The real point of rules is to help us stay in an enlightened place of humble obedience to love. When you say, “I won’t do this!” or “I’ll die if I have to do that!” or “I want to do it my way!” every I-I-I from your mouth is a defiant expression of Self-Self-Self which flows from Pride-Pride-Pride, and it all plunges you, like a reverse-baptism, into the arrogance of Sin-Sin-Sin.


Corruption and Hypocrisy

Now, it’s true that the Catholic Church through the ages has had its share of individuals—laity, religious, and clerics alike—who have been corrupted with hypocrisy. And even today hypocrisy, along with heresies of progressive liberalism, New Age impiety, feminixm, and lifestyles defiant of chastity, continue to undermine the true teachings of the Church. Nevertheless, anyone who calls himself or herself Christian has an obligation to return always to the truth that is the same yesterday, today, and tomorrow. It’s the truth that Christ revealed, that the Apostles preached, that the Fathers defended, that the Catholic mystics have confirmed—and that Catholic psychology now helps to explain.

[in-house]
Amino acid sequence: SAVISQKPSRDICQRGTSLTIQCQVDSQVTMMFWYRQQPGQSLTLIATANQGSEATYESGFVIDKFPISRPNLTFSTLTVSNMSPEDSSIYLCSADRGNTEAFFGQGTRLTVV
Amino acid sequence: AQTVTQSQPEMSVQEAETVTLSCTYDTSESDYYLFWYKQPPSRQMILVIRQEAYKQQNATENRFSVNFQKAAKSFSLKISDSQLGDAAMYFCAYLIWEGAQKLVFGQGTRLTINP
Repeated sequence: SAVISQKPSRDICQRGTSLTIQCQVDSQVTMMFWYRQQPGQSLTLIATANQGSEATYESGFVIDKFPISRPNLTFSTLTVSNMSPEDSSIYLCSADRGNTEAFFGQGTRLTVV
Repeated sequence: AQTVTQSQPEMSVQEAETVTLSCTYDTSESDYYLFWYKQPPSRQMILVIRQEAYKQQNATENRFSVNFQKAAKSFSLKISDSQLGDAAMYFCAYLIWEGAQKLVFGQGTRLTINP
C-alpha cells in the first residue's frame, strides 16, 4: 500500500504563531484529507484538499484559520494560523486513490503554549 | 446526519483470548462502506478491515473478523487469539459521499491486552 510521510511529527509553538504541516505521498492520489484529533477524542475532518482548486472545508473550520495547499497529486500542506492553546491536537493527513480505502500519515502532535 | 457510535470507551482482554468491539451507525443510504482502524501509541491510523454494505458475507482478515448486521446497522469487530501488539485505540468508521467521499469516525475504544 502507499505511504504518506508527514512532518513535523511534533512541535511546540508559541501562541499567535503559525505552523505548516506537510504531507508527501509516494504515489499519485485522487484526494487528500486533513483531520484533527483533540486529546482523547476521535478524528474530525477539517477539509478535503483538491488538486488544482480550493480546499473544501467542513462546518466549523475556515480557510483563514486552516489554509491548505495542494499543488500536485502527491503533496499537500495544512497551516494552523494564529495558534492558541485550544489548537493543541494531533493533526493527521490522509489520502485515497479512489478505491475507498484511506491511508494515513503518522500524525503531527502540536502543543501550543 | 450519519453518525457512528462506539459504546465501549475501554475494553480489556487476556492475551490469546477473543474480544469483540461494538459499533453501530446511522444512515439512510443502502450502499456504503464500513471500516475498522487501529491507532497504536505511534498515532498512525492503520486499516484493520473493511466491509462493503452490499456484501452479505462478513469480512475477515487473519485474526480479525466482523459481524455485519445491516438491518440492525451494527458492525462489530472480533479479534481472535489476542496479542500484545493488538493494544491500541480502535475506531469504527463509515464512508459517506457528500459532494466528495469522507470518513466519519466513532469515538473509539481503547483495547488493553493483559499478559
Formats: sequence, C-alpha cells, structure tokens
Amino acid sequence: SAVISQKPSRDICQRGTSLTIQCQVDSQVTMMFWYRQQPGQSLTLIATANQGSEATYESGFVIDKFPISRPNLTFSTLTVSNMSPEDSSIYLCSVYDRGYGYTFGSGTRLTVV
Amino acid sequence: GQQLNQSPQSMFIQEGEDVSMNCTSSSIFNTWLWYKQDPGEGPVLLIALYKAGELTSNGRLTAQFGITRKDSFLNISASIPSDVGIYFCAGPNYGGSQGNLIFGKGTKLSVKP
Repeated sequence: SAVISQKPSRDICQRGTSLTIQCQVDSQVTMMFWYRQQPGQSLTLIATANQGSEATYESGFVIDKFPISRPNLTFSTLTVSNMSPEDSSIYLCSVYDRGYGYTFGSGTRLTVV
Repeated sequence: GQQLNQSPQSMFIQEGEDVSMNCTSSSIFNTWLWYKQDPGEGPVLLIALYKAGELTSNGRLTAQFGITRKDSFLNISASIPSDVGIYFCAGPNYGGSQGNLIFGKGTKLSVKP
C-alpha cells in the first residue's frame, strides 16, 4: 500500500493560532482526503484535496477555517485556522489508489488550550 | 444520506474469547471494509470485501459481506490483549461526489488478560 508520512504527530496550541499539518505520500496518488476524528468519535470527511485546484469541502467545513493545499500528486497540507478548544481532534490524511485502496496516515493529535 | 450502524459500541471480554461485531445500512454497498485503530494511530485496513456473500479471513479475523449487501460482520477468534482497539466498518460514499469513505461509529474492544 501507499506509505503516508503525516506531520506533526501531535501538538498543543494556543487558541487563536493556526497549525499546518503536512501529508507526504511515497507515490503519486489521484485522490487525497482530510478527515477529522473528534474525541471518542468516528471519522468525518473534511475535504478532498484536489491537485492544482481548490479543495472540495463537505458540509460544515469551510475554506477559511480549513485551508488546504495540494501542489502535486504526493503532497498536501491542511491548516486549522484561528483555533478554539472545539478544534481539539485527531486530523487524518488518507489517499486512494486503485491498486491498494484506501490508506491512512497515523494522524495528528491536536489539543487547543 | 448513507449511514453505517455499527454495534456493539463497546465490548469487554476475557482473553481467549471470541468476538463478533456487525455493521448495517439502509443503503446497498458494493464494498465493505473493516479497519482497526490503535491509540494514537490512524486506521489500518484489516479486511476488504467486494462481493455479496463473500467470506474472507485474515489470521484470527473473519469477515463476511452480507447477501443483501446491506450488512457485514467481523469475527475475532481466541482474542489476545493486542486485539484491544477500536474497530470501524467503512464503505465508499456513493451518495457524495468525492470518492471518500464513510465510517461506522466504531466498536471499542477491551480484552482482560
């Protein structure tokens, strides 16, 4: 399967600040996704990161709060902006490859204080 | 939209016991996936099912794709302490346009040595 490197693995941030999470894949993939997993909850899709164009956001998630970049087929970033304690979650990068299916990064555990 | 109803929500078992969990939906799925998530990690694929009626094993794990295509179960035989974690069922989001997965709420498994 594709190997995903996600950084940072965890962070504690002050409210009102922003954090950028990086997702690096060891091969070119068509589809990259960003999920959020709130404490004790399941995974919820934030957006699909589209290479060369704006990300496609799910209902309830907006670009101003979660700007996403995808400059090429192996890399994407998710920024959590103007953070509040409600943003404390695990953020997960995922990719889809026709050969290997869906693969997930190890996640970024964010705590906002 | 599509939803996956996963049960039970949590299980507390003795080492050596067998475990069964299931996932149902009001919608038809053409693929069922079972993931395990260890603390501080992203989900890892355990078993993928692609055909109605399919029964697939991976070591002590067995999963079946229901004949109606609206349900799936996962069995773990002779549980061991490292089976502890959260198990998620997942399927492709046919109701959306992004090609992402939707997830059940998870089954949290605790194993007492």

Why go to Church if it is
filled with hypocrites?


The Tradition of the Catholic Church has preserved the essential instructions Christ gave to the Apostles, but the Bible itself records only a small portion of what Jesus did and said during His ministry in the last years of His life.

Much happened, therefore, that never got recorded.

But, “through the remarkable visions that God granted to Anne Catherine Emmerich, people of today are allowed to witness some of these profound and stirring events” (TAN Books and Publishers).